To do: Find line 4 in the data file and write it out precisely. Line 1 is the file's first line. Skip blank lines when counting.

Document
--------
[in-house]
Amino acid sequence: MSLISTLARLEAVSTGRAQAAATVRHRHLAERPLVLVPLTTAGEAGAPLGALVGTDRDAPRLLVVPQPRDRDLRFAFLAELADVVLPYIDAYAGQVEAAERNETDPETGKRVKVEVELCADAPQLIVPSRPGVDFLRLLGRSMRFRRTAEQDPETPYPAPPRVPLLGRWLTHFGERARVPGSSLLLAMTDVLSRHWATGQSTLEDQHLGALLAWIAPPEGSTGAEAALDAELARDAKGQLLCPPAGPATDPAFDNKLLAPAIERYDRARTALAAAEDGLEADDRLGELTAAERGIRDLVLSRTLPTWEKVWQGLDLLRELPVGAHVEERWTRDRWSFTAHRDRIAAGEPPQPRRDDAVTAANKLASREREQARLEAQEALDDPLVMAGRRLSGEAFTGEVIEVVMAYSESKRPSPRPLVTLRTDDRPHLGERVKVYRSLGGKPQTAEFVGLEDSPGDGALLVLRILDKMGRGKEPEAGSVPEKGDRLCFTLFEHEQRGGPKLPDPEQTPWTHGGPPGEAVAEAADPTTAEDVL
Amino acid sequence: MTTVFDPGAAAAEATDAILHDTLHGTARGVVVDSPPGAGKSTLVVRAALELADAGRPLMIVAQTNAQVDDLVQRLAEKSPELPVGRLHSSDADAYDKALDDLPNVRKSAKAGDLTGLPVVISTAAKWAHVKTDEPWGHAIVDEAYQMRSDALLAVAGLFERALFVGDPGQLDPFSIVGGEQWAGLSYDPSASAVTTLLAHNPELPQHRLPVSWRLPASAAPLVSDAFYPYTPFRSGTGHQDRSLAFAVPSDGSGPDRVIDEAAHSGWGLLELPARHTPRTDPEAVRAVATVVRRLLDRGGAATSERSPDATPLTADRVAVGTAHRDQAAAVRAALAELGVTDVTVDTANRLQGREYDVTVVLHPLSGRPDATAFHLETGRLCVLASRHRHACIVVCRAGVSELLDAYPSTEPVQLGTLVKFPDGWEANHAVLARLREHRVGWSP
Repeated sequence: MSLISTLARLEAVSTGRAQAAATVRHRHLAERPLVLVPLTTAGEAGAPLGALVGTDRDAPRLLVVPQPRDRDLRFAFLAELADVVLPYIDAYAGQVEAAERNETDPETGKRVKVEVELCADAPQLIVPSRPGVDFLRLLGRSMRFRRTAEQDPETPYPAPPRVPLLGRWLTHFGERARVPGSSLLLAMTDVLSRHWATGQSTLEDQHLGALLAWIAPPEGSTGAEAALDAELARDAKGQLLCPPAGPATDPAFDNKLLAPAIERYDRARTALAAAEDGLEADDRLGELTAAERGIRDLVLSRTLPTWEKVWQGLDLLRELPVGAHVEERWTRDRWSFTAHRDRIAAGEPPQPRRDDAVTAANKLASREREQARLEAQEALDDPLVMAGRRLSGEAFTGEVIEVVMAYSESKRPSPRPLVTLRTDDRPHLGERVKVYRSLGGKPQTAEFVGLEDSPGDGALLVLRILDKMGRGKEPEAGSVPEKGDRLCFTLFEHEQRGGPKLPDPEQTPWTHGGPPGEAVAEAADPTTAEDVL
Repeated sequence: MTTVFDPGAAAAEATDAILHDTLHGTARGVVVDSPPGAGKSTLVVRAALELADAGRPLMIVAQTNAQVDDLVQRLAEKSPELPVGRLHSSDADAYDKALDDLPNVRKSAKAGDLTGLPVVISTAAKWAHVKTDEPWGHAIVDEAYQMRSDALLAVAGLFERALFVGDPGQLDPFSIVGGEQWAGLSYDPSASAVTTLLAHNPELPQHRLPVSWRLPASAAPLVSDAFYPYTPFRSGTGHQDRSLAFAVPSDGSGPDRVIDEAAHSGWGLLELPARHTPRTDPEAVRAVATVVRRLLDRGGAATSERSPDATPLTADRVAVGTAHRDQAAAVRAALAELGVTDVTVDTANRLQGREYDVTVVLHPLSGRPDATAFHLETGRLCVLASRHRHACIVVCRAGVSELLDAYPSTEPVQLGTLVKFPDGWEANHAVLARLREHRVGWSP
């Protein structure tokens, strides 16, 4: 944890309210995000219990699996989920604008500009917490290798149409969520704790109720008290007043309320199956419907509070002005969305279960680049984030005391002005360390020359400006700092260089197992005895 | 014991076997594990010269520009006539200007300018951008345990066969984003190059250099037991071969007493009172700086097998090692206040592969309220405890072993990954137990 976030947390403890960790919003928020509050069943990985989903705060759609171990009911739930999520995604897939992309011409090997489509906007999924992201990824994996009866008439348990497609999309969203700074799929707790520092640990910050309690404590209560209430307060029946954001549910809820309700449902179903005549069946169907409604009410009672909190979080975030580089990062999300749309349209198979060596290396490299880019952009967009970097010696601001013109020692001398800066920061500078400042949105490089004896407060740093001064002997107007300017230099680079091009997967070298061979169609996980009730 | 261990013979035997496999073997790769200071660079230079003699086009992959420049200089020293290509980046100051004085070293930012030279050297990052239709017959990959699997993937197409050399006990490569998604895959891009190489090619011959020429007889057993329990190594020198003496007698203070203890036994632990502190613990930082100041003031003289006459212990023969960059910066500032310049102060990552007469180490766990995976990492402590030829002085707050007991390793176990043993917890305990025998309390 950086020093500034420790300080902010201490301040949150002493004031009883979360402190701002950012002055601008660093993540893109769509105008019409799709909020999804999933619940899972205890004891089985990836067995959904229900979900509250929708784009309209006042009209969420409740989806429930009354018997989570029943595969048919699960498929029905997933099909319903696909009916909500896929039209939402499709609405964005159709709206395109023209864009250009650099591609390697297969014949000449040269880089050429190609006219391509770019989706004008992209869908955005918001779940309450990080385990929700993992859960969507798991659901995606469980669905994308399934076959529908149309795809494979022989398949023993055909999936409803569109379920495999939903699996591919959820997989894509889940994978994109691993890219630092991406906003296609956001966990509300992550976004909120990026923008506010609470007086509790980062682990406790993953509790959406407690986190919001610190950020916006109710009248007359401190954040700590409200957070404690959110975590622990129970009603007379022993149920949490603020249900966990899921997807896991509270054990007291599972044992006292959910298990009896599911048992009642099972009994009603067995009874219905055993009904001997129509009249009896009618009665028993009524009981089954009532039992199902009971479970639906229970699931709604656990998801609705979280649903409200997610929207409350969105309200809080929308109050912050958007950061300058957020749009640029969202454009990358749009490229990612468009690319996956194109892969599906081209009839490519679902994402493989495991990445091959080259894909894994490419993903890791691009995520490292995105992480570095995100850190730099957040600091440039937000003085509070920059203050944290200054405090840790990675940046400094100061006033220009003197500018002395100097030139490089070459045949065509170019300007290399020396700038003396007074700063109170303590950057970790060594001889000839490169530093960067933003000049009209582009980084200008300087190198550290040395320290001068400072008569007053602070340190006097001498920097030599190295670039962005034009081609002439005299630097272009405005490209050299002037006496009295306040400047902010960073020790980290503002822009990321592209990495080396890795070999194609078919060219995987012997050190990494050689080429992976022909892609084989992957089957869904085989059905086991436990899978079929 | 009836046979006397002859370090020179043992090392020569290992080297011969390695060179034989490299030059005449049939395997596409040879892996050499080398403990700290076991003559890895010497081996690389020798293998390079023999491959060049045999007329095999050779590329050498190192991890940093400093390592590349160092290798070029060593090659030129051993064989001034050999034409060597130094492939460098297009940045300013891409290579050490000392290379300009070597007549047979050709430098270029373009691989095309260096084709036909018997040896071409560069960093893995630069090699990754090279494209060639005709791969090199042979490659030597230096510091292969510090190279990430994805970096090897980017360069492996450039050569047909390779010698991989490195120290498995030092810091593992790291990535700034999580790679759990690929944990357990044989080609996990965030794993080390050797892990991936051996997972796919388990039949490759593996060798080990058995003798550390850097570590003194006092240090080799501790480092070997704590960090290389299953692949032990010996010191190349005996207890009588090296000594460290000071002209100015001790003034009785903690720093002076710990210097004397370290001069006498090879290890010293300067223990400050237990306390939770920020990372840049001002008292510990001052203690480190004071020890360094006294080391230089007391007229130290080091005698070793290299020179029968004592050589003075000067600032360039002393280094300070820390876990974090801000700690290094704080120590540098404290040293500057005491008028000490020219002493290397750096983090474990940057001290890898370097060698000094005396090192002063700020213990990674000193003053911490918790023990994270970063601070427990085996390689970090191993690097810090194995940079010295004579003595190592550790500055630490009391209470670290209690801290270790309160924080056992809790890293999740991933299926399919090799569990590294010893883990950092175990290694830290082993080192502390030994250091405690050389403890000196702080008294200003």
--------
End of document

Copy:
Repeated sequence: MSLISTLARLEAVSTGRAQAAATVRHRHLAERPLVLVPLTTAGEAGAPLGALVGTDRDAPRLLVVPQPRDRDLRFAFLAELADVVLPYIDAYAGQVEAAERNETDPETGKRVKVEVELCADAPQLIVPSRPGVDFLRLLGRSMRFRRTAEQDPETPYPAPPRVPLLGRWLTHFGERARVPGSSLLLAMTDVLSRHWATGQSTLEDQHLGALLAWIAPPEGSTGAEAALDAELARDAKGQLLCPPAGPATDPAFDNKLLAPAIERYDRARTALAAAEDGLEADDRLGELTAAERGIRDLVLSRTLPTWEKVWQGLDLLRELPVGAHVEERWTRDRWSFTAHRDRIAAGEPPQPRRDDAVTAANKLASREREQARLEAQEALDDPLVMAGRRLSGEAFTGEVIEVVMAYSESKRPSPRPLVTLRTDDRPHLGERVKVYRSLGGKPQTAEFVGLEDSPGDGALLVLRILDKMGRGKEPEAGSVPEKGDRLCFTLFEHEQRGGPKLPDPEQTPWTHGGPPGEAVAEAADPTTAEDVL